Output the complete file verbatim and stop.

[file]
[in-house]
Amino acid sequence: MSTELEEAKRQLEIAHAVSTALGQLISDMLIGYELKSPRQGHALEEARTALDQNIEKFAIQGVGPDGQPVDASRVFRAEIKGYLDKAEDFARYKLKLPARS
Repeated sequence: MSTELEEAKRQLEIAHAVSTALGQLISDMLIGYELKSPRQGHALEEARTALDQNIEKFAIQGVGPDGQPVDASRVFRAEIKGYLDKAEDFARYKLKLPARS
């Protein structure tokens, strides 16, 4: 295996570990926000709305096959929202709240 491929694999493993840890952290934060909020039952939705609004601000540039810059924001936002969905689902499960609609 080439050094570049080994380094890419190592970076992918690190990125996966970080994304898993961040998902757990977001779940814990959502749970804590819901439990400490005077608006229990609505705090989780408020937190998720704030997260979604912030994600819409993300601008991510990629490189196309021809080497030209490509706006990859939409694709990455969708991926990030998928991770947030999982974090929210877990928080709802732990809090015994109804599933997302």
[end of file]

[in-house]
Amino acid sequence: MSTELEEAKRQLEIAHAVSTALGQLISDMLIGYELKSPRQGHALEEARTALDQNIEKFAIQGVGPDGQPVDASRVFRAEIKGYLDKAEDFARYKLKLPARS
Repeated sequence: MSTELEEAKRQLEIAHAVSTALGQLISDMLIGYELKSPRQGHALEEARTALDQNIEKFAIQGVGPDGQPVDASRVFRAEIKGYLDKAEDFARYKLKLPARS
């Protein structure tokens, strides 16, 4: 295996570990926000709305096959929202709240 491929694999493993840890952290934060909020039952939705609004601000540039810059924001936002969905689902499960609609 080439050094570049080994380094890419190592970076992918690190990125996966970080994304898993961040998902757990977001779940814990959502749970804590819901439990400490005077608006229990609505705090989780408020937190998720704030997260979604912030994600819409993300601008991510990629490189196309021809080497030209490509706006990859939409694709990455969708991926990030998928991770947030999982974090929210877990928080709802732990809090015994109804599933997302």